What one gold star is worth

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• Most people don t have a good intuitive feeling for how much energy 50 watt hours is. So I played around with numbers for a while, assuming a 2800-pound
Message 1 of 2 , May 26 11:01 PM
Most people don't have a good intuitive feeling for how much energy
50 watt hours is. So I played around with numbers for a while,
assuming a 2800-pound Prius.

Going from 0 to 60 on the level is as much energy as two and a half
gold stars.

One star is enough energy to lift the car 47 feet straight up, or to
go from 0 to about 35 mph.

One gold star is equal to the energy expended running four horsepower
for one minute, or sixteen horsepower (high speed cruise) for fifteen
seconds. It's the amount of mechanical work a championship athlete
could do in a quarter of an hour.

Using Shinichi Abe's figures for peak fuel efficiency (225 grams per
kilowatt-hour, reported in Automotive Engineering International), a
Prius would have to burn at least 11 grams of gas to equal one gold
star. That's a little more than a third of an ounce.

Four gold stars cover the operating range of the battery pack.

36 gold stars cover the maximum charge range of the battery pack,
which is a meaningless quantity to anyone whose battery pack is
controlled by the Prius computer.

An emergency stop, by the way, dissipates something like 170
kilowatts average from start to finish. That's more than enough to
trip the main breaker in your house if it were in electrical form.

Playing with these numbers really makes me appreciate what brakes go
through, and how much energy is stored in gasoline.
• A few more quick calculations, if my math is correct: One star = 50 wH = 180,000 joules = 43 food calories = 2e-9 grams (in e=mc^2 equivalence) .micah
Message 2 of 2 , Aug 15, 2001
A few more quick calculations, if my math is correct:

One star = 50 wH
= 180,000 joules
= 43 food calories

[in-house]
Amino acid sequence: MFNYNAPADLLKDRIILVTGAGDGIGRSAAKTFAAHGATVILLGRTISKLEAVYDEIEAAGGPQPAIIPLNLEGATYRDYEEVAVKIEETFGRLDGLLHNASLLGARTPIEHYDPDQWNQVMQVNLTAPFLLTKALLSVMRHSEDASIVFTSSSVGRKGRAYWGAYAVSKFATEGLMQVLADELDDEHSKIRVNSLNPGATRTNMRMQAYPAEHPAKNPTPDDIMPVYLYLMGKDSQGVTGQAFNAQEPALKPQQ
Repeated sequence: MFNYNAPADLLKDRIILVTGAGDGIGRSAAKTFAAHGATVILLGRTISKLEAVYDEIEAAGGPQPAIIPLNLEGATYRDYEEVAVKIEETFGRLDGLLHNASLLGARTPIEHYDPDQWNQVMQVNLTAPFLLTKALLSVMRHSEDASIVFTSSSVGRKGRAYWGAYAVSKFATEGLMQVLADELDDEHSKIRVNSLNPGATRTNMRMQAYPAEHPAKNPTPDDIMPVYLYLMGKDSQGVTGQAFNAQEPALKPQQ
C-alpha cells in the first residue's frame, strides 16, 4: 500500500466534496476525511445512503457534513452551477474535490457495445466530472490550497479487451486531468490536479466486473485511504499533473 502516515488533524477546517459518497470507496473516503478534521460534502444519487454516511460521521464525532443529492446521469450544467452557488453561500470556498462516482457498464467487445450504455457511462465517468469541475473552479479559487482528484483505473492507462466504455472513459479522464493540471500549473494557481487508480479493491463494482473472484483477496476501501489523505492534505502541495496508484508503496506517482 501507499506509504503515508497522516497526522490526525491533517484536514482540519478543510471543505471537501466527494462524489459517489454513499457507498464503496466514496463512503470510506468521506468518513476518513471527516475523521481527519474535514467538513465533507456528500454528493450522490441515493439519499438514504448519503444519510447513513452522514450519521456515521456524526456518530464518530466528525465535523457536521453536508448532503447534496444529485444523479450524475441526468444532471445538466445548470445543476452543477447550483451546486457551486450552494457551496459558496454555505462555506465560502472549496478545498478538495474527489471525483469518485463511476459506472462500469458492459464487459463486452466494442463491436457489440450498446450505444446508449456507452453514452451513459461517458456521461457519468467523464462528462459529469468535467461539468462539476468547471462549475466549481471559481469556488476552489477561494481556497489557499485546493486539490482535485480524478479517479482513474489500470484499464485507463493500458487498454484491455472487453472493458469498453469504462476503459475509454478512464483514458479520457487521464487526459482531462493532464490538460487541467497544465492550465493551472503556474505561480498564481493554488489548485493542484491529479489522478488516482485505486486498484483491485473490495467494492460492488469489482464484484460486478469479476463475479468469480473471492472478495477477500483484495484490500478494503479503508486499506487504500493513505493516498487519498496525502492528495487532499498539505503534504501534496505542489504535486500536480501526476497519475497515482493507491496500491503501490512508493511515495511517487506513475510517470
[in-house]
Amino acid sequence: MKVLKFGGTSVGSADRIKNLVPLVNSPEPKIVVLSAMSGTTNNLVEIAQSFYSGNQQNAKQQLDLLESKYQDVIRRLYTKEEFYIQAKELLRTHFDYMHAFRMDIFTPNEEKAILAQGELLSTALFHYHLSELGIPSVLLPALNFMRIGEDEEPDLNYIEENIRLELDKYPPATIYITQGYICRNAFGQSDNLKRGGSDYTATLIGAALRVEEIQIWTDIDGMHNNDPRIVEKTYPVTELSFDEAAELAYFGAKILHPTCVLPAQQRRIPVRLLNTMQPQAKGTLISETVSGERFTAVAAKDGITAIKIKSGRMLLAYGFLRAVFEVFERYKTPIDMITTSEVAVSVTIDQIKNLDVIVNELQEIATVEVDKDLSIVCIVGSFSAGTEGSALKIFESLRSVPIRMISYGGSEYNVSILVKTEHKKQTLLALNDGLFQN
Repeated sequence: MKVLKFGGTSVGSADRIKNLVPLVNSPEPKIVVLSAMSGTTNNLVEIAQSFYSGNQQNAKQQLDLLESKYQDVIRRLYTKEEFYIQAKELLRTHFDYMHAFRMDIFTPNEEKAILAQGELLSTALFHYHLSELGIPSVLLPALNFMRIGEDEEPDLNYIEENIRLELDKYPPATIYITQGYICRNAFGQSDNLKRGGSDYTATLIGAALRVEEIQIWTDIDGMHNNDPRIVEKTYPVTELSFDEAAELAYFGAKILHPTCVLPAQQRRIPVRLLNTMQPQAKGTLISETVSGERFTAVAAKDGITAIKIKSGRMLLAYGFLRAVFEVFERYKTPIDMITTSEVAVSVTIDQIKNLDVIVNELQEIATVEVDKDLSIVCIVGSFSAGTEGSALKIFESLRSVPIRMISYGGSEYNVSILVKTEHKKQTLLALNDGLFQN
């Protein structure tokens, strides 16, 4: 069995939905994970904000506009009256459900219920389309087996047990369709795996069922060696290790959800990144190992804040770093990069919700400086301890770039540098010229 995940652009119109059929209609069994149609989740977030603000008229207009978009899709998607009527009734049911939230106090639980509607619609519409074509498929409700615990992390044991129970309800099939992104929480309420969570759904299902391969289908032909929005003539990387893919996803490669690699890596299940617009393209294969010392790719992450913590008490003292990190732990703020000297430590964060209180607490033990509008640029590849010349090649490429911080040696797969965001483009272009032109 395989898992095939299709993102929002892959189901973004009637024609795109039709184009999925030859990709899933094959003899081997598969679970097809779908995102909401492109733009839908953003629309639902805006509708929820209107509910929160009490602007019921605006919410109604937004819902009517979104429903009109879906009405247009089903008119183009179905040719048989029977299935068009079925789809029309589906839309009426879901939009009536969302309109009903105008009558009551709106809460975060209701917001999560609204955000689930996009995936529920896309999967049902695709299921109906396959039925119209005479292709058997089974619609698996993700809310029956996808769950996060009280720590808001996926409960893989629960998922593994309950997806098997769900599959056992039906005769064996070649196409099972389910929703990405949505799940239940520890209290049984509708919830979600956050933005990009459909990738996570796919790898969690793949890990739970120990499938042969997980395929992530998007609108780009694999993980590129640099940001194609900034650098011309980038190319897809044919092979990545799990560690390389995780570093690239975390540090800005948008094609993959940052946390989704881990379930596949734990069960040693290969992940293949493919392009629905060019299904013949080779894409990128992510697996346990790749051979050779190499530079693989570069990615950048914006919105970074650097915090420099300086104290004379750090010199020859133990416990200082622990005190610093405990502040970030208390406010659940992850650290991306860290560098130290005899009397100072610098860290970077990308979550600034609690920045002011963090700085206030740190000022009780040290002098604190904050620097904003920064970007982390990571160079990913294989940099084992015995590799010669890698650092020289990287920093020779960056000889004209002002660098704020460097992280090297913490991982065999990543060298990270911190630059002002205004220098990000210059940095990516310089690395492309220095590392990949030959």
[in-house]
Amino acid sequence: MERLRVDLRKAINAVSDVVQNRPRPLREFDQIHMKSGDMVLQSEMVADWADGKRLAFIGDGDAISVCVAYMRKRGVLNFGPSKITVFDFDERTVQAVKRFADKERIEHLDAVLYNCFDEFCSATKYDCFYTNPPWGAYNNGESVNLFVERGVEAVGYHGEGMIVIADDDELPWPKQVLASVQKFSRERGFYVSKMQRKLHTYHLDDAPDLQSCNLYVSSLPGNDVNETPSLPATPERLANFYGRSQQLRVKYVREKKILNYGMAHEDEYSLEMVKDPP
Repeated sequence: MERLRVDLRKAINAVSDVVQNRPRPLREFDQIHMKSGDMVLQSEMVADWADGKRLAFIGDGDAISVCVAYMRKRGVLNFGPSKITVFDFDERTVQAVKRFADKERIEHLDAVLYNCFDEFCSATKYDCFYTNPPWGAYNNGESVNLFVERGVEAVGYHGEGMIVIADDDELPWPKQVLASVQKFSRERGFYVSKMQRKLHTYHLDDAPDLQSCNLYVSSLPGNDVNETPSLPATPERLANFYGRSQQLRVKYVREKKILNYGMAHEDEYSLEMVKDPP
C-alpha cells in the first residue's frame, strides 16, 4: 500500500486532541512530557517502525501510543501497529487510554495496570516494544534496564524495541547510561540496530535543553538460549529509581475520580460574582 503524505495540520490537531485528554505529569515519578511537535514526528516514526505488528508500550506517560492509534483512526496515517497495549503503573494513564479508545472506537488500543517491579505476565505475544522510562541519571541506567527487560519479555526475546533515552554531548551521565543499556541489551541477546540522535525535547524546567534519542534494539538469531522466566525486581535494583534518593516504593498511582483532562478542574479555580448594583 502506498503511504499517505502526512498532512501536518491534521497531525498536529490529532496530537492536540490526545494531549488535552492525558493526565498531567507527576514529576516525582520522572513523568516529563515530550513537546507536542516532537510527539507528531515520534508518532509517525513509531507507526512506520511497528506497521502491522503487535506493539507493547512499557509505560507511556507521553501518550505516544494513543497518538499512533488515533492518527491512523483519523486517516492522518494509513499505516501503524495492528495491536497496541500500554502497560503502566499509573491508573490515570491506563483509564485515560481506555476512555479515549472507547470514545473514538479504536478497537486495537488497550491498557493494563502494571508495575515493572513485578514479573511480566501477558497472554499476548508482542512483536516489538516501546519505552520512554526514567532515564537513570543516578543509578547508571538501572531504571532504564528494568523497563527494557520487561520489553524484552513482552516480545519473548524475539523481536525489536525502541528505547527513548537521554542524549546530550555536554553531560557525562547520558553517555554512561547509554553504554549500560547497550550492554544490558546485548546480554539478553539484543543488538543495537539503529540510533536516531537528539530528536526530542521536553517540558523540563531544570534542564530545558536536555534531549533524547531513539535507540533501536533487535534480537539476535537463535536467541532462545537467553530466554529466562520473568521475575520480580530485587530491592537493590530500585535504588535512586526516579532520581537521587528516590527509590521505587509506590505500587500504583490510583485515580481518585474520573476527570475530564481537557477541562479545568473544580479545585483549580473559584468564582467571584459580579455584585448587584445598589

= 2e-9 grams (in e=mc^2 equivalence)

.micah

--- In toyota-prius@y..., revocable@p... wrote:
> Most people don't have a good intuitive feeling for how much energy
> 50 watt hours is. So I played around with numbers for a while,
> assuming a 2800-pound Prius.
>
> Going from 0 to 60 on the level is as much energy as two and a half
> gold stars.
>
> One star is enough energy to lift the car 47 feet straight up, or to
> go from 0 to about 35 mph.
>
> One gold star is equal to the energy expended running four horsepower
> for one minute, or sixteen horsepower (high speed cruise) for fifteen
> seconds. It's the amount of mechanical work a championship athlete
> could do in a quarter of an hour.
>
> Using Shinichi Abe's figures for peak fuel efficiency (225 grams per
> kilowatt-hour, reported in Automotive Engineering International), a
> Prius would have to burn at least 11 grams of gas to equal one gold
> star. That's a little more than a third of an ounce.
>
> Four gold stars cover the operating range of the battery pack.
>
> 36 gold stars cover the maximum charge range of the battery pack,
> which is a meaningless quantity to anyone whose battery pack is
> controlled by the Prius computer.
>
> An emergency stop, by the way, dissipates something like 170
> kilowatts average from start to finish. That's more than enough to
> trip the main breaker in your house if it were in electrical form.
>
> Playing with these numbers really makes me appreciate what brakes go
> through, and how much energy is stored in gasoline.
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